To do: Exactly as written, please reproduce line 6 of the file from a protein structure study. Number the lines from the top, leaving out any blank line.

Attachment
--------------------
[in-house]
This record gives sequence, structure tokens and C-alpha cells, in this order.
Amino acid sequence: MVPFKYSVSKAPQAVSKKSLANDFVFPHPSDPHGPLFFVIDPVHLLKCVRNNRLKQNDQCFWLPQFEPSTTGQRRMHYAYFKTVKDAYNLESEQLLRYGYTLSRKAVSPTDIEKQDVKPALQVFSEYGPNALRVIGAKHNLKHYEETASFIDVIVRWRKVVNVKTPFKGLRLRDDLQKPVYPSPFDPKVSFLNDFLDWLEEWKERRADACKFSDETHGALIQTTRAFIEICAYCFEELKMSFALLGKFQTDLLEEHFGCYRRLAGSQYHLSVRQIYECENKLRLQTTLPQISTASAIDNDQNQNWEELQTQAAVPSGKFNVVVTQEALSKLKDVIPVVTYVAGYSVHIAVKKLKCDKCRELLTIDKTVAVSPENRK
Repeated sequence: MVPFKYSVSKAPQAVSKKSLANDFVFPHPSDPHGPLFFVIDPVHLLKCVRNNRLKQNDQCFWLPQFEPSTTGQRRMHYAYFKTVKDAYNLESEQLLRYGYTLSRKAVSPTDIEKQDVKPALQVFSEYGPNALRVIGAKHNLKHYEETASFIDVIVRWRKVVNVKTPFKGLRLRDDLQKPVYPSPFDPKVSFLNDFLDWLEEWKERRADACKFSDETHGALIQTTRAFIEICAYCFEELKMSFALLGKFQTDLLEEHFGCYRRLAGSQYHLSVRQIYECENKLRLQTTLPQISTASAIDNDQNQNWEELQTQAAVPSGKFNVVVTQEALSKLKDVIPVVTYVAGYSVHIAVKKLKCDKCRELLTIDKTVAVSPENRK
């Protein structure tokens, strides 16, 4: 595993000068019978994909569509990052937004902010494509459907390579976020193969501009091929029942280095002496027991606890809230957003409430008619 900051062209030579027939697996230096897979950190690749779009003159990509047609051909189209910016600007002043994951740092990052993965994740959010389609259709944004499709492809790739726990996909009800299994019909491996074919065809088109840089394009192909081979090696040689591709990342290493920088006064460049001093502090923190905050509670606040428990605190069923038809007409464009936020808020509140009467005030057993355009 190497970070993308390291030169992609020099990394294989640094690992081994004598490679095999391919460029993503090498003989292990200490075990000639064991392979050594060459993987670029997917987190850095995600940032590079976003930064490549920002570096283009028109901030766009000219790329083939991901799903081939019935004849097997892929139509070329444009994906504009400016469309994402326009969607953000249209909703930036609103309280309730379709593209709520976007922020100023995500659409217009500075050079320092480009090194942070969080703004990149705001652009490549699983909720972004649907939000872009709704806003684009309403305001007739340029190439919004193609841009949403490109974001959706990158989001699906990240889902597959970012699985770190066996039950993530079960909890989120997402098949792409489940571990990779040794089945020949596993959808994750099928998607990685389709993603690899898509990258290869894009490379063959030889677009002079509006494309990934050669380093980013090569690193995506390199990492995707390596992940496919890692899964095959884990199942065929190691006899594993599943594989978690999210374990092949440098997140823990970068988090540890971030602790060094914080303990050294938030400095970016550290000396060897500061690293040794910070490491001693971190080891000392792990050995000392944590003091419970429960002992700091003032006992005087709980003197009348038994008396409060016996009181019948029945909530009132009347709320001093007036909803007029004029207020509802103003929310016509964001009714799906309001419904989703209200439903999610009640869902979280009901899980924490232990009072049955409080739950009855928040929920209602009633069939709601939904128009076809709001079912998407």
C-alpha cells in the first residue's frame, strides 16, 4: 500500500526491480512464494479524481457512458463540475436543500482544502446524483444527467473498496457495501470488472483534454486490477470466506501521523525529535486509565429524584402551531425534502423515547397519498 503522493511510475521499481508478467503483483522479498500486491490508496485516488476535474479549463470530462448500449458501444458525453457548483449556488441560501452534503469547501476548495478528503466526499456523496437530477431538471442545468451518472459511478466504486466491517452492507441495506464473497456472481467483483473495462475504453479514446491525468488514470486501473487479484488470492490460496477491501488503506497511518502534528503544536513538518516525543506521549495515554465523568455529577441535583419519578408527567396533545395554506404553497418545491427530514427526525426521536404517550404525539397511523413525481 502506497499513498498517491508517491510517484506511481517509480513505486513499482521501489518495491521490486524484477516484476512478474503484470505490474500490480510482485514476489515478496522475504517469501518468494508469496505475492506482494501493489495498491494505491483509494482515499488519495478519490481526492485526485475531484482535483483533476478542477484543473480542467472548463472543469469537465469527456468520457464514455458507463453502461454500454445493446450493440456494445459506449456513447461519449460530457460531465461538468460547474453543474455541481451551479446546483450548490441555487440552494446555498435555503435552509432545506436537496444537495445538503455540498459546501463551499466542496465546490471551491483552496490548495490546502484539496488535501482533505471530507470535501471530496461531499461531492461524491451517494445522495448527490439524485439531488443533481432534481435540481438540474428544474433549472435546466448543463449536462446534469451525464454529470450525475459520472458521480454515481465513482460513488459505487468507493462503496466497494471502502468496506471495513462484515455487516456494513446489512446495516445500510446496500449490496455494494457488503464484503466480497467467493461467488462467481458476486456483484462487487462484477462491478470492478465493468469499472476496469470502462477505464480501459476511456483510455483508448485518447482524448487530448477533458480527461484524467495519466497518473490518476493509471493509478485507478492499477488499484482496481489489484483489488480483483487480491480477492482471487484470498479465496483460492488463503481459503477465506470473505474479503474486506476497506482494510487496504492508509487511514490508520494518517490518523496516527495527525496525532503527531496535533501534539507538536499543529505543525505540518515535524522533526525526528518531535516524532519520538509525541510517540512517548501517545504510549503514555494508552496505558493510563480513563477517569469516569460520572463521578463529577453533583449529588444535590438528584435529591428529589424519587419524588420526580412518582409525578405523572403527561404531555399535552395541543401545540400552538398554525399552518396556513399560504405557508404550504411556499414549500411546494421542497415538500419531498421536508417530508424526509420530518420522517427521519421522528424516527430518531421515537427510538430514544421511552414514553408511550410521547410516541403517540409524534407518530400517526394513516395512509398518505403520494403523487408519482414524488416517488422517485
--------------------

C-alpha cells in the first residue's frame, strides 16, 4: 500500500526491480512464494479524481457512458463540475436543500482544502446524483444527467473498496457495501470488472483534454486490477470466506501521523525529535486509565429524584402551531425534502423515547397519498 503522493511510475521499481508478467503483483522479498500486491490508496485516488476535474479549463470530462448500449458501444458525453457548483449556488441560501452534503469547501476548495478528503466526499456523496437530477431538471442545468451518472459511478466504486466491517452492507441495506464473497456472481467483483473495462475504453479514446491525468488514470486501473487479484488470492490460496477491501488503506497511518502534528503544536513538518516525543506521549495515554465523568455529577441535583419519578408527567396533545395554506404553497418545491427530514427526525426521536404517550404525539397511523413525481 502506497499513498498517491508517491510517484506511481517509480513505486513499482521501489518495491521490486524484477516484476512478474503484470505490474500490480510482485514476489515478496522475504517469501518468494508469496505475492506482494501493489495498491494505491483509494482515499488519495478519490481526492485526485475531484482535483483533476478542477484543473480542467472548463472543469469537465469527456468520457464514455458507463453502461454500454445493446450493440456494445459506449456513447461519449460530457460531465461538468460547474453543474455541481451551479446546483450548490441555487440552494446555498435555503435552509432545506436537496444537495445538503455540498459546501463551499466542496465546490471551491483552496490548495490546502484539496488535501482533505471530507470535501471530496461531499461531492461524491451517494445522495448527490439524485439531488443533481432534481435540481438540474428544474433549472435546466448543463449536462446534469451525464454529470450525475459520472458521480454515481465513482460513488459505487468507493462503496466497494471502502468496506471495513462484515455487516456494513446489512446495516445500510446496500449490496455494494457488503464484503466480497467467493461467488462467481458476486456483484462487487462484477462491478470492478465493468469499472476496469470502462477505464480501459476511456483510455483508448485518447482524448487530448477533458480527461484524467495519466497518473490518476493509471493509478485507478492499477488499484482496481489489484483489488480483483487480491480477492482471487484470498479465496483460492488463503481459503477465506470473505474479503474486506476497506482494510487496504492508509487511514490508520494518517490518523496516527495527525496525532503527531496535533501534539507538536499543529505543525505540518515535524522533526525526528518531535516524532519520538509525541510517540512517548501517545504510549503514555494508552496505558493510563480513563477517569469516569460520572463521578463529577453533583449529588444535590438528584435529591428529589424519587419524588420526580412518582409525578405523572403527561404531555399535552395541543401545540400552538398554525399552518396556513399560504405557508404550504411556499414549500411546494421542497415538500419531498421536508417530508424526509420530518420522517427521519421522528424516527430518531421515537427510538430514544421511552414514553408511550410521547410516541403517540409524534407518530400517526394513516395512509398518505403520494403523487408519482414524488416517488422517485